Press F5 to test view your application now. Figure 7 shows the window with the image displayed.

So far, This application is nothing special?you could easily achieve the same thing using Windows Forms. But what’s really exciting with WPF is its ability to create exciting user interface designs using animation. Making your image perform animation will demonstrate how easy it is to use WPF.

In the Objects and Timeline section, click on the “+” button to create a new timeline. A timeline is a sequence of animation that you can apply to objects in a project.

The Create Storyboard Resource dialog will appear. Use the default name of Timeline1 and click OK. To make it easier to create the animation, switch to Animation Workspace (press F7).

Figure 8. Beginning Animation: Inserting a keyframe in a timeline.

Select the Canvas panel and click on the Record Keyframe button to insert a keyframe (see Figure 8). A keyframe (represented as an oval-shaped icon) is a marker on the timeline that indicates when a property change occurs. The yellow line indicates the time in the sequence of animation. Currently, it is set at time 0 second.

Drag the top of the yellow line and drop it at 4. Click on the Record Keyframe button once more. This will indicate that the entire animation will take four seconds. If you need to have a smaller interval of time, you can change the zoom level to a higher number, such as 400 or 500 percent.

With the Canvas panel selected and the yellow line in the 4 position, click on the Properties Inspector and click on the Translate tab in the Transform section. Set the value of x to 300 and leave the value of y as 0. This will move the Canvas panel (containing the image) 300 pixels to the right.

Next, click on the Rotate tab of the Transform section and set the Angle to 360. This will cause the Canvas panel to rotate a full circle (360 degrees).

You can now preview the animation by clicking on the Play button in the Objects and Timeline section (see Figure 9).

Figure 9. Staging: Previewing the animation.
Figure 10. The Results: Testing the animation on the window.

To see how the animation looks within the window, press F5 to run the application. Figure 10 shows the image rotating a full circle and at the same time moving towards the right.

When you run the application, notice that the image rotates automatically. Why does this happen? The fact is, an event was added for you automatically when you created that timeline. Looking at the Interaction section of Expression Blend, you will see that, under the Triggers group, there is a Windows.Loaded event. When this event is raised, the Timeline1 object begins.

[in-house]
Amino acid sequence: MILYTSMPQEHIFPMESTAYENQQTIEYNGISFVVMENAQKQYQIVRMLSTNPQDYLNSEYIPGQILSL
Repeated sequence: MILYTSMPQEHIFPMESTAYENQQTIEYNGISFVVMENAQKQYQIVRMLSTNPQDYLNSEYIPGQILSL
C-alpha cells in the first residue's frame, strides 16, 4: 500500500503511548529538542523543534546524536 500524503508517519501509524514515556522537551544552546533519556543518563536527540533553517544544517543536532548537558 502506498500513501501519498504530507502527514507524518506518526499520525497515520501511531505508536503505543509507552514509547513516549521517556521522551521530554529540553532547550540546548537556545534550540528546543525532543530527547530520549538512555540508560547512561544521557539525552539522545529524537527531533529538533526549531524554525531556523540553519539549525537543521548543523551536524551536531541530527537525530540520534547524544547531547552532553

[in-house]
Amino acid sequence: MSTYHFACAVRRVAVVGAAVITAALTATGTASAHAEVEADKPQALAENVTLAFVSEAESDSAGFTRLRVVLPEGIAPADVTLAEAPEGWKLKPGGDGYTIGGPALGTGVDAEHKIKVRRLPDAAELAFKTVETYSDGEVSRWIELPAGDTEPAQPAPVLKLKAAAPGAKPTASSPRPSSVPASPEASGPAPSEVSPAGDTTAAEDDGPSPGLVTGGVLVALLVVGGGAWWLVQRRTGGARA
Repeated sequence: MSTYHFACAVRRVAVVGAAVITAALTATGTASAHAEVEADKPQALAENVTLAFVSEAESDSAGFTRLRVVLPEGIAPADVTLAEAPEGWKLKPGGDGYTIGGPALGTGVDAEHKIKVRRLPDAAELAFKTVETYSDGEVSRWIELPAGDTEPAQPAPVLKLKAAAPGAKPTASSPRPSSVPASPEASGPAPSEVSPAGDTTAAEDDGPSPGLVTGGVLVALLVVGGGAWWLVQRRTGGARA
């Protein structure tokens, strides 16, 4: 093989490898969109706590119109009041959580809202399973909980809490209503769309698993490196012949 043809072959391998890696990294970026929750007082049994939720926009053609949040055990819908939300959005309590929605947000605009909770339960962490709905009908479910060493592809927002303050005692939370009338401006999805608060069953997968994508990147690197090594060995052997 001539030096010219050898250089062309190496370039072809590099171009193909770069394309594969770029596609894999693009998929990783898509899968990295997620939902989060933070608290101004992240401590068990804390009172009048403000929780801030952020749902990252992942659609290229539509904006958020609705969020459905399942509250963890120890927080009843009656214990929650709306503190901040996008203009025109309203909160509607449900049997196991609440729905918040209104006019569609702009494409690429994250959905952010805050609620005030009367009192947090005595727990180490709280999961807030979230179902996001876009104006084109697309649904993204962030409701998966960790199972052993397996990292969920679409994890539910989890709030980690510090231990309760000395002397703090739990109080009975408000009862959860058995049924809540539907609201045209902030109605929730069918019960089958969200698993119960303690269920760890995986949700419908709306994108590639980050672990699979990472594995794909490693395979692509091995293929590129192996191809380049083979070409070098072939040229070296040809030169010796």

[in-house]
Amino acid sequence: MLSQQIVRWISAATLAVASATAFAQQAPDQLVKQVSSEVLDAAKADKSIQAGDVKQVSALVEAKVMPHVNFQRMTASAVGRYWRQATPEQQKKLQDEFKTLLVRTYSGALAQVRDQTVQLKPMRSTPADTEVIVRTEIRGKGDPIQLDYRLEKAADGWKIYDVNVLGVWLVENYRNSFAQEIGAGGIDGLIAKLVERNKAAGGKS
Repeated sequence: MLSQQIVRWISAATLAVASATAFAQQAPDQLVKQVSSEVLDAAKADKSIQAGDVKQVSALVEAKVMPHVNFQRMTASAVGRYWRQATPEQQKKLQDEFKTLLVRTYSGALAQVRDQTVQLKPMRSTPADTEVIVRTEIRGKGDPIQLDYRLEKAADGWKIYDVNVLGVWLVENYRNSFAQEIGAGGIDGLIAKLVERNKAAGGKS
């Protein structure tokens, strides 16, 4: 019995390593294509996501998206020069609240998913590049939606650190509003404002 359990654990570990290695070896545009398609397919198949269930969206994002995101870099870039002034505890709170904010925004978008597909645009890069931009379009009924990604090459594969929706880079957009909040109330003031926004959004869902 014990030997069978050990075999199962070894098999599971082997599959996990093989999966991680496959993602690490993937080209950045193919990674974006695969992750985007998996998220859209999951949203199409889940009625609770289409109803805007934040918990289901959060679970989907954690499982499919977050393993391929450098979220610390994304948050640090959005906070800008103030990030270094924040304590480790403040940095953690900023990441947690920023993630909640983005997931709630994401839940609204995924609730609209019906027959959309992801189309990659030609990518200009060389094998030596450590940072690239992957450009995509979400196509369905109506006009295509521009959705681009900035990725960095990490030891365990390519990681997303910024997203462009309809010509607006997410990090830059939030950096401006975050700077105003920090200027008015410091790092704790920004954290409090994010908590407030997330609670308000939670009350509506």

To add a new event to the project, click the “+ Event” button. In the bottom view of the Triggers group, select the canvas panel and the MouseDown event and then click the “+” button to add a new trigger. The Timeline1 object and its Begin event are selected by default. This new event indicates that the image will perform its rotation whenever you click on the canvas panel.

Author’s Note: Before you click on the “+ Event” button, you must click on the canvas object in the Objects and Timeline window first. Otherwise, you won’t be able to select the canvas object in the bottom view of the Triggers window. This seems like a bug in Expression Blend.

If you don’t want the image to automatically rotate when the window is loaded, remove the Window.Loaded event by selecting it and clicking the “- Trigger” button.

Press F5 to test the application again. This time, when the load is loaded, the image will only be rotated if you click on it.

Controlling the Animation
So far, your animation is continuous, from beginning to end. But what if you want to pause and then resume it again?

To do so, add two Button controls to the window. It’s simpler to add them to the XAML code directly, as shown in the following code in bold:


Figure 11 shows the two Button controls on the window.

Figure 11. Adding Controls:The two Button controls added to the window.
Figure 12. Adding Event Handlers: Adding the event handlers for the Pause and Continue buttons.

Next, you’ll add two events to the project: one for the Pause button and one for the Continue button. The event handlers are shown in Figure 12.

The following code in bold shows the events handler represented in XAML:

Figure 13. The Results: Pausing and resuming the animation.

Press F5 to test the application. The image will rotate when you click on it. To pause the animation, click the Pause button and click Continue to resume the animation (see Figure 13).

Code-Free Design
Hopefully, you’ve seen enough to be familiar with the many tools offered by Expression Blend and you’ll be well prepared for more exciting things ahead in this series. You’ll note that you didn’t actually write any code, which is the way it should be; designers are not supposed to write code.